Carefully Craft Your Messaging
“If a small business is going to thrive in our ‘new normal,’ it will be crucial to nail down messaging, especially if leveraging any kind of online marketing strategies. I always say, ‘If your clients can’t see you, they can’t buy from you.’ With a surge to move online with offerings, it’s more important than ever for your message to stand out in a crowded market. That means you’ve got to convey WHAT you do so that it’s relevant to your ideal buyers. Use the ROCS Method™ to create Relevant, Outcome-Driven messages that move your prospects from interested to invested.”
– Melanie Benson, Profit Amplifier, Host, Amplify Your Success Podcast, www.MelanieBenson.com
Adapt As Needed
“Businesses need to remain flexible. In fact, they need to be willing to shift their efforts and resources quickly, and with ease.
We are seeing significant changes in consumer behavior. Needs and wants have shifted tremendously. Products and services, processes and priorities, need to be adjusted accordingly.
As we enter into the recovery period, these shifts will continue to occur. Businesses that adapt will find success.
This being said, my biggest piece of advice would be to keep a close eye on your audience and on your competitors. Your audience can help you determine what to adjust and your competitors can help you decipher how to (or not to) do so!”
– Gabriela Cardoza | Corporate & Personal Brand Strategist | https://www.cardozagab.com/
Pivot to Find Additional Streams of Income
“The most important thing for a small business to focus on is a lesson we all learned from the Great Recession: positive net cash flow. No matter how large or small, a business with positive net cash flow will do fine. A business with negative net cash flow will eventually go out of business. Thus, EVERY business needs to have an eagle eye on their cash flow and do whatever it takes to bring in more money than it spends. On the expense side, that may mean furloughs or layoffs, as human capital is typically a business’ largest expense. On the income side, that means finding as many additional streams of income as possible, from pivoting your core services to adding new income from non-traditional revenue sources. Net cash flow is your bible during the pandemic and recovery.”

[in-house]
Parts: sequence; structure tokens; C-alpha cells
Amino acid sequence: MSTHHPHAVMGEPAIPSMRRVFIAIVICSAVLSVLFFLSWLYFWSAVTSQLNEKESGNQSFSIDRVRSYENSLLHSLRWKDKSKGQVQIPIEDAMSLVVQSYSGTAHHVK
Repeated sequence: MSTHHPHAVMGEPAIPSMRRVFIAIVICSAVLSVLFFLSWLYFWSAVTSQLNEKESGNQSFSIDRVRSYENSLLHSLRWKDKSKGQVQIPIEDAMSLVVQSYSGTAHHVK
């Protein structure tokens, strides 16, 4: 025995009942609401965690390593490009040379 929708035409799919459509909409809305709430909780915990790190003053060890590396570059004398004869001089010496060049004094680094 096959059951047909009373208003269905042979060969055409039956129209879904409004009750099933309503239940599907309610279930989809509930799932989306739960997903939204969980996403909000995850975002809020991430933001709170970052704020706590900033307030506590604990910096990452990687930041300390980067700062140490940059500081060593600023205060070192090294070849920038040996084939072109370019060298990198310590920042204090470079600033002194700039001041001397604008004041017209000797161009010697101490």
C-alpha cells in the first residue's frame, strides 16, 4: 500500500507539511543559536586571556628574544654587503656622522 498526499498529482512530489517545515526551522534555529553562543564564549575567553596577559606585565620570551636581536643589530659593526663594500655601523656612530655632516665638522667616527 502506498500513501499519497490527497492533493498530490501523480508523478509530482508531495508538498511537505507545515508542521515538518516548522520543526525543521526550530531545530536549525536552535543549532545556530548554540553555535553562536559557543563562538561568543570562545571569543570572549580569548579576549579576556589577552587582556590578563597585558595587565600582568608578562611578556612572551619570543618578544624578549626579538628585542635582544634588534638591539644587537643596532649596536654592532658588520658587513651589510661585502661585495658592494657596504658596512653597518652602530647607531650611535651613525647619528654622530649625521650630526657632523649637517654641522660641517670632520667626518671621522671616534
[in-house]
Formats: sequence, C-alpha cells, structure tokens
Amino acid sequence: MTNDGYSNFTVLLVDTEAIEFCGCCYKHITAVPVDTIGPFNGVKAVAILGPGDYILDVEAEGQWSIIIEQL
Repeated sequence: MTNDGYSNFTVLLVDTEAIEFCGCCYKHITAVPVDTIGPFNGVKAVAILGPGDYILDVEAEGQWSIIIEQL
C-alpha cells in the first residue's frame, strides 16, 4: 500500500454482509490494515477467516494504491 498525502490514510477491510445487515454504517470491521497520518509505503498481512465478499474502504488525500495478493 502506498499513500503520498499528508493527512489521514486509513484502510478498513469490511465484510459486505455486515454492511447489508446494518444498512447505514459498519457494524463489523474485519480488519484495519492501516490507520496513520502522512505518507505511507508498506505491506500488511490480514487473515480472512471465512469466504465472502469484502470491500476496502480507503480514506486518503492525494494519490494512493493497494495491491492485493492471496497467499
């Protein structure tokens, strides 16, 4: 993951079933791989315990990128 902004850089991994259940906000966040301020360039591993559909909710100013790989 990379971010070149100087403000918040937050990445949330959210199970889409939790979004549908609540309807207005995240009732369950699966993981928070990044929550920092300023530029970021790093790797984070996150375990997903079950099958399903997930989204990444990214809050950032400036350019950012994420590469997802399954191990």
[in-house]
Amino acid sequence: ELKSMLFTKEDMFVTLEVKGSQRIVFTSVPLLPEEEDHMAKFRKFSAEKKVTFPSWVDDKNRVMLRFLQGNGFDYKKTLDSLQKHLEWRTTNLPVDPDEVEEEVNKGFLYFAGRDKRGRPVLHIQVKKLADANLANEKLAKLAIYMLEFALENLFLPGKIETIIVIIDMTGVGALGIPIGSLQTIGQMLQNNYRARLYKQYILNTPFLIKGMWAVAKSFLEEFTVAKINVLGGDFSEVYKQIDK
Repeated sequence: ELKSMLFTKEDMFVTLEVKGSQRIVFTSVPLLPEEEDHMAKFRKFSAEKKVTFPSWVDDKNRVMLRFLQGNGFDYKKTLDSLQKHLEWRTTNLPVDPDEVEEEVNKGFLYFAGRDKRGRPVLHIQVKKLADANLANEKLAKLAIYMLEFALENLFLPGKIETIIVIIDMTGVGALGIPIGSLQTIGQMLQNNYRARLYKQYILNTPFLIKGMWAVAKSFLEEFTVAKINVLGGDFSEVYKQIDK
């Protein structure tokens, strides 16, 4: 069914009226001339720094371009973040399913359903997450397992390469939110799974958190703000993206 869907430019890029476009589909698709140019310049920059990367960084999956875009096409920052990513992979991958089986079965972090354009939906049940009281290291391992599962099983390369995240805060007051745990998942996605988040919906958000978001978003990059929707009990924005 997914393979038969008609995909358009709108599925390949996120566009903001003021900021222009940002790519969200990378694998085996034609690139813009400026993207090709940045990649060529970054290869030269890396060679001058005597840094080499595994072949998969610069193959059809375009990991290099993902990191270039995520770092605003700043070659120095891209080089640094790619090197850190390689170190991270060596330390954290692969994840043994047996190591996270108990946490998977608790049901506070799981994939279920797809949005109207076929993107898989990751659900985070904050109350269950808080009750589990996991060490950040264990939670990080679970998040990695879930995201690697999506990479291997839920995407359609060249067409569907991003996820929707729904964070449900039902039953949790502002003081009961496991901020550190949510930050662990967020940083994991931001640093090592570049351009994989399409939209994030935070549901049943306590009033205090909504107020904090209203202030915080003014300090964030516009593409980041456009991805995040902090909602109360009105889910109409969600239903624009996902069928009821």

– Christopher S. Penn, Chief Data Scientist, TrustInsights.ai
Focus on Human Values
“According to a new Valuegraphics study on post-pandemic recovery, 48% of Americans said they’d miss locally owned small businesses, amongst other things, if they did not survive in their community after the pandemic. But when forced to choose the single most important thing they’d miss, only 2% of Americans choose small locally owned businesses, preferring to see the survival of professional sports teams, stadiums, and shopping malls.
So what can be done? Countless studies of human behavior stretching back decades in the fields of sociology, neuroscience, and psychology all prove a key principle: what we value determines what we do. In other words, the things that are most important to us – our values – are responsible for how we make decisions. Small local businesses can use human values to help them attract the customers and clients necessary to win a larger share of support.”
– David Allison, Human Behavior Expert and Pioneer of Values Thinking, founder of Valuegraphics
Small Business Marketing Must Go On – But Let’s Keep It Human
While the months ahead hold uncertainty, small businesses should stay out in front of their audiences by continuing to communicate, keeping in mind customers are looking for brands that remember there are humans on the other side of the screen. Small business marketing is always more likely to succeed when you put your customer at the center of your efforts.
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About the author: You’ll find Michelle Messenger Garrett at the intersection of PR, content marketing and social media. As a public relations consultant, content creator, blogger, speaker and freelance writer, Michelle’s articles and advice have been featured in Entrepreneur, Forbes, Muck Rack, Ragan’s PR Daily, Meltwater, ThomasNet, Attorney at Work, FairyGodBoss, Freelancers Union and more.